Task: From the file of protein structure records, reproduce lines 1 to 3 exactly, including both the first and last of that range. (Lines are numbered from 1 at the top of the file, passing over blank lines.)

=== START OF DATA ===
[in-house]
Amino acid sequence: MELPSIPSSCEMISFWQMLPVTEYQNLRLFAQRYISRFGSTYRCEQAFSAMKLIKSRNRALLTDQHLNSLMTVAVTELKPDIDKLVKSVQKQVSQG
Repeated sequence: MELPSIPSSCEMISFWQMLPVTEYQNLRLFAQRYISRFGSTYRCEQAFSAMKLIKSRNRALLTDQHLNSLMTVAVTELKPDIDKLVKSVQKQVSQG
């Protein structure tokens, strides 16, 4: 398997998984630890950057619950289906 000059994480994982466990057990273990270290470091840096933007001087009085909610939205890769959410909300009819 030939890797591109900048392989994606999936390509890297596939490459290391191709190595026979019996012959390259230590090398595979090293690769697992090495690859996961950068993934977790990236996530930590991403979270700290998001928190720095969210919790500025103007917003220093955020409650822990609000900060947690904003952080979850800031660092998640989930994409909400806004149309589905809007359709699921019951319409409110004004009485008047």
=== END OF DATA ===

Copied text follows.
[in-house]
Amino acid sequence: MELPSIPSSCEMISFWQMLPVTEYQNLRLFAQRYISRFGSTYRCEQAFSAMKLIKSRNRALLTDQHLNSLMTVAVTELKPDIDKLVKSVQKQVSQG
Repeated sequence: MELPSIPSSCEMISFWQMLPVTEYQNLRLFAQRYISRFGSTYRCEQAFSAMKLIKSRNRALLTDQHLNSLMTVAVTELKPDIDKLVKSVQKQVSQG